The Second Wave of COVID-19 in Venezuela

Desperate people looking online for oxygen concentrators or money for treatment, more and more complaints over the low availability of hospital beds and concern about the Brazilian variant, even inside the regime. What do we actually know?

Photo: Cristian Hernández

What’s the Brazilian variant of COVID-19?

The new Brazilian variant (P1) is a SARS-CoV-2 form with some mutations on the proteins that the virus uses to infect human cells. These mutations make the virus easier to catch and gives it a chance to evade, at least partially, the immunological response. This could help explain the recent rise in cases in Manaus, Brazil. The current in vitro evidence suggests that the virus could be more resistant to some of the existing vaccines, although it’s possible that they’re still effective against the disease.

The thing is, we have no certainty on the Brazilian variant’s extension in Venezuela. To identify such a thing among the population, you’d have to sequence the virus genome that’s isolated from patients. We don’t know how many labs in the nation can actually sequence the virus (something considerably harder and more expensive than running a PCR test). Maduro was the one to announce that the Brazilian variant was present in Venezuela and the Science Ministry has detected at least 56 cases, but we know little else beyond that. There may be other variants going around the population (some even originating in Venezuela), still undetected.

How many people are infected with coronavirus in Venezuela?

We can get a notion just by looking at a sector that’s particularly vulnerable: healthcare workers. Apparently, the medical sector figures are the only reliable indicator we have in Venezuela about the evolution of the pandemic. Up until March 15th, 360 sanitary workers had passed away from COVID-19, according to data from NGO Médicos Unidos Venezuela.

On the rest of the population, we can only speculate. Mathematical models from the UK’s Imperial College suggest that the number of cases in the country are way higher than the official figures, between the 2,500 to 7,000 new daily cases, even though most of these are mild to asymptomatic. These approximations are based on the number of daily deaths reported by the government.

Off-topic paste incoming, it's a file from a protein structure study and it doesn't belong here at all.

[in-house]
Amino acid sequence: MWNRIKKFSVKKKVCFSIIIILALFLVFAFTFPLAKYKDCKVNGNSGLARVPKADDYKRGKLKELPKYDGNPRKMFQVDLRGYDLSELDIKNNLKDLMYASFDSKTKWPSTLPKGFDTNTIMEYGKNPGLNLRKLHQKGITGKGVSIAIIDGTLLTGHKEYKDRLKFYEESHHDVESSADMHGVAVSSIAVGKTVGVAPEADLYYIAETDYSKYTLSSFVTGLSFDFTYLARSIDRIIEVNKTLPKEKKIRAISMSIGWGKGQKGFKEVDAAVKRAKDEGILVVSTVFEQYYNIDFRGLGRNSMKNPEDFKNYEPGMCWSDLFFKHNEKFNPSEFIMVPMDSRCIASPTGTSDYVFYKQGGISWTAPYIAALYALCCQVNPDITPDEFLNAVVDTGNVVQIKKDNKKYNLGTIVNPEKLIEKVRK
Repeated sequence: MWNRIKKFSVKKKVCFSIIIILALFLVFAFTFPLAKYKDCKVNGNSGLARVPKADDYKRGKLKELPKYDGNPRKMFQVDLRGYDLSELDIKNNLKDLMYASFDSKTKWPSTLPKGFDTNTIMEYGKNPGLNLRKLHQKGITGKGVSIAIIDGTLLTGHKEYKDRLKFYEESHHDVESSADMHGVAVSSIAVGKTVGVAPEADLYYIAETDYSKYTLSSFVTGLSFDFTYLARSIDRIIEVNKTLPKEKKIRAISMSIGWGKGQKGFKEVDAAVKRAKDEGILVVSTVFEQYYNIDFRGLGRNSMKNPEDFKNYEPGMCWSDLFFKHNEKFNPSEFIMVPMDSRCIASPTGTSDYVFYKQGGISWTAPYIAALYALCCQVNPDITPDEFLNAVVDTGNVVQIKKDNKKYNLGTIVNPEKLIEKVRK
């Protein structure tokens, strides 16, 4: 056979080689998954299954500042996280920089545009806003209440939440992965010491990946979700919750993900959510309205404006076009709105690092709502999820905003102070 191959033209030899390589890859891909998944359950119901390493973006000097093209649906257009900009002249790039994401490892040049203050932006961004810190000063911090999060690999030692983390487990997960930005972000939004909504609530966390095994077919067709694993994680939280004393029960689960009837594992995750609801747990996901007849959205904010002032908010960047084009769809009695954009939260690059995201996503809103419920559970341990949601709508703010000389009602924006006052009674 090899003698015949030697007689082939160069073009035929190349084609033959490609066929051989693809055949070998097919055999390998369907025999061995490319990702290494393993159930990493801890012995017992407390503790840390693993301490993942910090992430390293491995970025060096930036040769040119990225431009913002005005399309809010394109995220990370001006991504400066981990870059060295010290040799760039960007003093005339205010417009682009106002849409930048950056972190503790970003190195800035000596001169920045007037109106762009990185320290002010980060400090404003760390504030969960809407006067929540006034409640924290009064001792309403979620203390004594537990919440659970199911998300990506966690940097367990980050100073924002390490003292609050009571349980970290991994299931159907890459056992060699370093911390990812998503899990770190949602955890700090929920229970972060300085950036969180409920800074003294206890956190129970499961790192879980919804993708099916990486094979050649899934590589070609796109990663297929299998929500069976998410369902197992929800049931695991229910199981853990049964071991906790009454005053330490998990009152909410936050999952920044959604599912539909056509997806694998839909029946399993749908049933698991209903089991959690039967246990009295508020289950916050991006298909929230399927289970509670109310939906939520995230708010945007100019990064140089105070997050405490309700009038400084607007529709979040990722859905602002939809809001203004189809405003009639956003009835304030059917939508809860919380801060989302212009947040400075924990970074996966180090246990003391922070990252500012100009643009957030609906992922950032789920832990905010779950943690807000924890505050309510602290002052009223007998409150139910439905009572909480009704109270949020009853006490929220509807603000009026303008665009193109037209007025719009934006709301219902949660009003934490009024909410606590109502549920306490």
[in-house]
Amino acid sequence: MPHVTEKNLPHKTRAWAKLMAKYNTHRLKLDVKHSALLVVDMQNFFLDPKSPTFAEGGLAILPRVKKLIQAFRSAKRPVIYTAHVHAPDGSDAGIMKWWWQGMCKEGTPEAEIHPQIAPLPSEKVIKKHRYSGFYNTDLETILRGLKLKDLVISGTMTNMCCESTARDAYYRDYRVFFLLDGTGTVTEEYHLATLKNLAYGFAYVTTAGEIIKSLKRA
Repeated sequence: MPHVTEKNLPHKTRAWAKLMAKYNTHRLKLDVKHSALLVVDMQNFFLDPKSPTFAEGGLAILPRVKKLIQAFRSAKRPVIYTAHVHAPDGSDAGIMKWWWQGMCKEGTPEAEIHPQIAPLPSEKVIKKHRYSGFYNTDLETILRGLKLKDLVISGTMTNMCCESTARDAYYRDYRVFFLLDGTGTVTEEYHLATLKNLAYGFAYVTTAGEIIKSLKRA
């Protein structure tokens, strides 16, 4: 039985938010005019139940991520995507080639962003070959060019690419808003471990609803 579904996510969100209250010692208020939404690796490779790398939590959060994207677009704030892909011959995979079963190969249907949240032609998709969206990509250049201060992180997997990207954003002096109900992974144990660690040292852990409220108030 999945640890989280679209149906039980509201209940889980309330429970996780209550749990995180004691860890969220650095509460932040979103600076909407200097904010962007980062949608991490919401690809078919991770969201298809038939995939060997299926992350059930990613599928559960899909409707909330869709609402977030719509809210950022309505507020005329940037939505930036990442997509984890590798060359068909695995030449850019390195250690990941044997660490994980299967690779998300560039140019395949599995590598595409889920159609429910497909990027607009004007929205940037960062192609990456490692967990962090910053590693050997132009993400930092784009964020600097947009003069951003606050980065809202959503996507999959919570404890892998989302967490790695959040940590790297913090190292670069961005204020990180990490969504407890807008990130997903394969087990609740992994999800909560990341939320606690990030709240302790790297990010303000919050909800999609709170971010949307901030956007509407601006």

The same model also estimates that the disease’s effective reproductive number (Re) is between 0,89 to 1,16; The Re estimates the number of secondary cases generated by each coronavirus patient. As long as it’s over 1, the epidemic grows, and once the indicator goes below this threshold, cases start to disappear. These assessments must be read with a grain of salt, since they assume that all deaths from COVID-19 are being reported, and that patients who recovered from a previous infection remain immune, which isn’t necessarily true if new variants are going around the nation.

How’s the vaccination going in Venezuela?

Venezuela began vaccinating healthcare workers and, according to Maduro himself, military personnel and politicians on February 19th. The country is using both the Russian Sputnik V vaccine and China’s Sinopharm. In total, 700,000 doses have been administered. We have no official figures on how many people have been vaccinated.

Recently, the regime announced its intention to include schoolteachers and sanitary personnel from private hospitals in the vaccination plans. They’re also saying that the AstraZeneca vaccine (part of the COVAX mechanism) won’t be authorized, following the already dispelled controversy from some European regulatory agencies. The Delegate Commission of the 2015 National Assembly announced it’ll allow the use of frozen funds outside of Venezuela to pay for the COVAX vaccine. We’ll see if the opposition can really coordinate the authorization and import of the AstraZeneca vaccine with the regime. 

Generally speaking, how’s Venezuela doing with COVID-19?

Following official figures and comparing it to the curves from neighboring Colombia and Brazil, you can tell that Venezuela took some time to report cases and entered a rough second wave. In these graphs, with official info on daily cases gathered by Johns Hopkins University up until March 16th, we can compare the curves at four key points in these three nations: tha last day of the pandemic’s first month in the region; the summer peak; the valley after the first wave and the new daily cases situation up until March, 16th, 2021.

Brazil has a particularly dire context of healthcare system saturation and is, right now, the most worrisome country in the world regarding the impact of the pandemic.

Colombia, deeply connected with Venezuela due to migration and bilateral informal commerce, has much higher official figures than Venezuela, and will offer vaccines to migrants.

Venezuela has finally reported a second wave, like many other nations have. The worst case scenarios can actually happen now. Everyone should take care of themselves.